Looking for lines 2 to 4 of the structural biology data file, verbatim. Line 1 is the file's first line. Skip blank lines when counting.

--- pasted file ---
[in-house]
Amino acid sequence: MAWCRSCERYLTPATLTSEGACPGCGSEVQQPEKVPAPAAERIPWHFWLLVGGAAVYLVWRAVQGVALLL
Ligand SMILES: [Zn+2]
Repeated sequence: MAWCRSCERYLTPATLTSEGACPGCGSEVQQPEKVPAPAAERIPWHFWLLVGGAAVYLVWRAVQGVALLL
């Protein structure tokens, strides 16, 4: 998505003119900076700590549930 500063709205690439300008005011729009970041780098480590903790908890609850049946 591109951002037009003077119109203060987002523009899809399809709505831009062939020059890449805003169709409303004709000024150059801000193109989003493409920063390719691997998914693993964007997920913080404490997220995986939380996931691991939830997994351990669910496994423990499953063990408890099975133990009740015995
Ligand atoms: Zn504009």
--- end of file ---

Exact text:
Amino acid sequence: MAWCRSCERYLTPATLTSEGACPGCGSEVQQPEKVPAPAAERIPWHFWLLVGGAAVYLVWRAVQGVALLL
Ligand SMILES: [Zn+2]
Repeated sequence: MAWCRSCERYLTPATLTSEGACPGCGSEVQQPEKVPAPAAERIPWHFWLLVGGAAVYLVWRAVQGVALLL